Rams – a movie review by Roz Tarszisz

March 24, 2016 by Roz Tarszisz
Read on for article

Sheep have never figured much in my life. Yet in the past month I have read and discussed a book about sheep farming at my book club*, spent time considering Tom Roberts famous painting of sheep shearers and taken in this film. I will try, although not too hard, to avoid any woolly thinking.

Jealousy and a long standing family feud are the basis of a modern, yet timeless, tale set in a harsh and remote Icelandic farming valley. Two brothers Gummi (Sigurdur Sigurjonsson) and Kiddi (Theodor Juliusson) have lived side by side without speaking to each other for forty years, each tending to their ancestral flock of pedigree sheep.

When communication becomes necessary, Kiddi’s dog trots between the two houses carrying their handwritten notes between his teeth.  Kiddi appears quite gregarious while his younger brother is a dour fellow – a man who obviously loves his prize ram far more than anything else.

It‘s no rural idyll. Both men are unmarried and cut rather sad and lonely figures.   While I appreciate this is director/writer Grimur Hakonarson’s ode to a world he understands, I found the main characters unsympathetic.

In what appears at first to be an act of jealousy, Gummi reports his brother’s sheep as being possible carriers of scrapie (BSE)  – an incurable and highly contagious disease which attacks the brains and spinal cords of sheep.

Local vet Katrin (Charlotte Boving) reluctantly looks into the allegations and when tests prove the sheep actually do have scrapie, it is devastating for the brothers and for the valley. Every sheep has to be slaughtered, their bodies buried, barns cleaned and purged.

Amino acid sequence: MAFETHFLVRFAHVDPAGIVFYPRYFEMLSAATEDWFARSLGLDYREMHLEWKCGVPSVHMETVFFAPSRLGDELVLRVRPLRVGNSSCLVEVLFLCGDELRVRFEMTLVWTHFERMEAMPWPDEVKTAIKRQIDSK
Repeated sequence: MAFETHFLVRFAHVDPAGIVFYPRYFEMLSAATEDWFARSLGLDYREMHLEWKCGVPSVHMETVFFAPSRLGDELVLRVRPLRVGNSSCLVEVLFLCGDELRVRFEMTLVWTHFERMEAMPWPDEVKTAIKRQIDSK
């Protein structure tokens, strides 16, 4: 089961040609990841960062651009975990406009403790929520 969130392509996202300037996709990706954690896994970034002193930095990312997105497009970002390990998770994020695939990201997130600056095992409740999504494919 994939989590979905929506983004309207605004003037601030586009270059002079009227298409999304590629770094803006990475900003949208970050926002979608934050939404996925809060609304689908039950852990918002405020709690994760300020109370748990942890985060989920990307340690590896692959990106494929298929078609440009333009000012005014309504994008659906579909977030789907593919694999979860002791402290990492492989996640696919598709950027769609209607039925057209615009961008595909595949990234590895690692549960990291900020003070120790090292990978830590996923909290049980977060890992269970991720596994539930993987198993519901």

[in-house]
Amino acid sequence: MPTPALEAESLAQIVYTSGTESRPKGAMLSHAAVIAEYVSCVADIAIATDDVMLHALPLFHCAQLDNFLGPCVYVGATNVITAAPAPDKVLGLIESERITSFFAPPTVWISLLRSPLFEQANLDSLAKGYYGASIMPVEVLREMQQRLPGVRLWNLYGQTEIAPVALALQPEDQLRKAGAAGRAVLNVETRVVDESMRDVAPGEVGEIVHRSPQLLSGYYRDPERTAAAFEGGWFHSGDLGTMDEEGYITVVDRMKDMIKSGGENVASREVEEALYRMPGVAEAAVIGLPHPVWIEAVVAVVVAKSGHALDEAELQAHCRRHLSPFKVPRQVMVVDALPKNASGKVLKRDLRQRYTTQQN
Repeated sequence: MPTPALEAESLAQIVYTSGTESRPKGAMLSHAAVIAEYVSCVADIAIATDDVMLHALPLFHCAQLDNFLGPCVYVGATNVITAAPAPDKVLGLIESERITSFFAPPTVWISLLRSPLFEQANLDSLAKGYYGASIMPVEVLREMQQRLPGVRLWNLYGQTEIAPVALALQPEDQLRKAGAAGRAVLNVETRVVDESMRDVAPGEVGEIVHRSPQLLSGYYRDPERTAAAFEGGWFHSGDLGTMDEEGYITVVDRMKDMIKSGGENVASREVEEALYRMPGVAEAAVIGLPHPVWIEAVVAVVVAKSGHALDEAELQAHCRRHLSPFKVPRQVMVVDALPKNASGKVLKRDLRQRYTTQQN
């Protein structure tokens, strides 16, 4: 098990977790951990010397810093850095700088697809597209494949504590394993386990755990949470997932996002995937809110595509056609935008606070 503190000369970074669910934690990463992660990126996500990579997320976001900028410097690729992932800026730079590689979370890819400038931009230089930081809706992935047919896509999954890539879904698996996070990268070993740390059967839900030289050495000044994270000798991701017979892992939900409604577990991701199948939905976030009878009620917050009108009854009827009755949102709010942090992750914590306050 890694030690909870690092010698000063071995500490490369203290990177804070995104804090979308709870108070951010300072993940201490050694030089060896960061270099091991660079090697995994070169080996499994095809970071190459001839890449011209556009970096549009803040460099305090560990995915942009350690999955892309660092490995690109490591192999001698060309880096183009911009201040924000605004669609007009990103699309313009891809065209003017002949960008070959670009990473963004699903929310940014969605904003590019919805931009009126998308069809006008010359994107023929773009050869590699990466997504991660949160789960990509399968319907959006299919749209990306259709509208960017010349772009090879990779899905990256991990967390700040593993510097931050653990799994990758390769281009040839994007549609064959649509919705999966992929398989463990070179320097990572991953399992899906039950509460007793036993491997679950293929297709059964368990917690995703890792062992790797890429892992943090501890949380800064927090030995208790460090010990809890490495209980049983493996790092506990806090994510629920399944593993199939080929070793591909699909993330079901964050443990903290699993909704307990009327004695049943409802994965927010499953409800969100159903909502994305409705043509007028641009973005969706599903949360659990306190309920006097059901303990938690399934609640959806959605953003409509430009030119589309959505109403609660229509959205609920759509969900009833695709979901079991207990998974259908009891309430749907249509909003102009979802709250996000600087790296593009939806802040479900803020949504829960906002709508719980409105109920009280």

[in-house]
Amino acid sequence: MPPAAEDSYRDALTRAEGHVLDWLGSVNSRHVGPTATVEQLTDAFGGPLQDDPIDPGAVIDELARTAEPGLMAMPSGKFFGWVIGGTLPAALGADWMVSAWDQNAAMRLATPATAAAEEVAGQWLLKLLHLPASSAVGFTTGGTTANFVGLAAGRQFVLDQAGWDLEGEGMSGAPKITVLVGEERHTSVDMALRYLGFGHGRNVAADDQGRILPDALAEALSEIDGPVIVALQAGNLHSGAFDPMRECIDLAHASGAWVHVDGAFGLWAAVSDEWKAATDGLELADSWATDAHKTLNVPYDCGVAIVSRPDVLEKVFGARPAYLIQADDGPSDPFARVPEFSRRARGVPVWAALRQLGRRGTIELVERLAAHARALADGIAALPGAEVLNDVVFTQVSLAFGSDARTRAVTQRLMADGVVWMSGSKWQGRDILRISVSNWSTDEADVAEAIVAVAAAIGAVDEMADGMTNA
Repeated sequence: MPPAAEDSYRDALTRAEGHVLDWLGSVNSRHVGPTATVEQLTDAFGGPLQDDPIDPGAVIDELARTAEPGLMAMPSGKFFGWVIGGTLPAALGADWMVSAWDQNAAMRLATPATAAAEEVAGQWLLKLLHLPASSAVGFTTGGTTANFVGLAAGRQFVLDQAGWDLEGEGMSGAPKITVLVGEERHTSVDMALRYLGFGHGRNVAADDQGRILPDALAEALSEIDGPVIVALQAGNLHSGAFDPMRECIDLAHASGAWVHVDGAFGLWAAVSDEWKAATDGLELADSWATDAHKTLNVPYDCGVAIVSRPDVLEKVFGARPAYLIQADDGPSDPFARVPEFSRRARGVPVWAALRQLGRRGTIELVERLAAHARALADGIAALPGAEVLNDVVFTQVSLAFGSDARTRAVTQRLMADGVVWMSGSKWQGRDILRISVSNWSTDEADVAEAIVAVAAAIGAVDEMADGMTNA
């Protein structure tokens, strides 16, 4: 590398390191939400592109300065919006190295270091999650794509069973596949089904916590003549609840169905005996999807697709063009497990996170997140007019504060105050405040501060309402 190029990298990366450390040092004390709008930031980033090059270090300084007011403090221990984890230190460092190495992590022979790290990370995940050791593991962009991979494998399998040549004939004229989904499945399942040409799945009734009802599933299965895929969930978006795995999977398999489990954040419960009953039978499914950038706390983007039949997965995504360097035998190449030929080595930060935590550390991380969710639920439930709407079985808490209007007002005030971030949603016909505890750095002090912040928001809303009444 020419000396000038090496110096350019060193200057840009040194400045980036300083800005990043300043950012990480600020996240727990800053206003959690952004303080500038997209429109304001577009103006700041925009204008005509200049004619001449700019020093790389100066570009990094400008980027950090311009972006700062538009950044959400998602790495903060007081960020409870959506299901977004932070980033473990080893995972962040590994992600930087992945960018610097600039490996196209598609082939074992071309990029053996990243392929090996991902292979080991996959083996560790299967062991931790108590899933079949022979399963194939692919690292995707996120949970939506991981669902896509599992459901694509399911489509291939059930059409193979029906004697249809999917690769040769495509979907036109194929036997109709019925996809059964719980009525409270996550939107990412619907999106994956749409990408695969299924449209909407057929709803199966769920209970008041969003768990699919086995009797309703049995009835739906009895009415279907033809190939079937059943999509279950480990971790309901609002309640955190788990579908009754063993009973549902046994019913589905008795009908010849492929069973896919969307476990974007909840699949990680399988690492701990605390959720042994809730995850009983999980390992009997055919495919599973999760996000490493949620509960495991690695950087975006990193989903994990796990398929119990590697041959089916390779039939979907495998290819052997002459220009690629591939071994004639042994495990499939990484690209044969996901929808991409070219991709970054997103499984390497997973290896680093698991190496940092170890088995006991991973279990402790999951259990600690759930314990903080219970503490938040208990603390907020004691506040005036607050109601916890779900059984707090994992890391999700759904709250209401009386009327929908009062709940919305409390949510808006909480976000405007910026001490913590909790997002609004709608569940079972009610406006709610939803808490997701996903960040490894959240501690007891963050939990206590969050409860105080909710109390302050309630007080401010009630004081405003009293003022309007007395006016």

If it sounds a bit grim, it is.  Sheep are all the brothers have and they are proud of their flocks and it would be very hard to build them up again.  Others say they will have to leave the valley.

It may be a different culture, but many aspects and difficulties of farming life are universal and there is humour among the pathos. When Gummi scrapes a drunk and comatose Kiddi off the snow in his digger and deposits him at the emergency section of the town’s hospital, it seems he does care for his sibling – in his own offhand way.

Rams is a look at how much animals can mean to a man and his way of life.  This was born out by reading The Shepherd’s Life – A Tale of the Lake District by James Rebanks* so it did ring true. The film has been popular at international festivals, winning Un Certain Regard section at Cannes last year.

3/5 2015 M 91 mins with English subtitles Released April 7

Stars Siguraur Sigurjonsson, Theodor Juliusson, Charlotte Boving.

Director and Writer: Grimur Hakonarson



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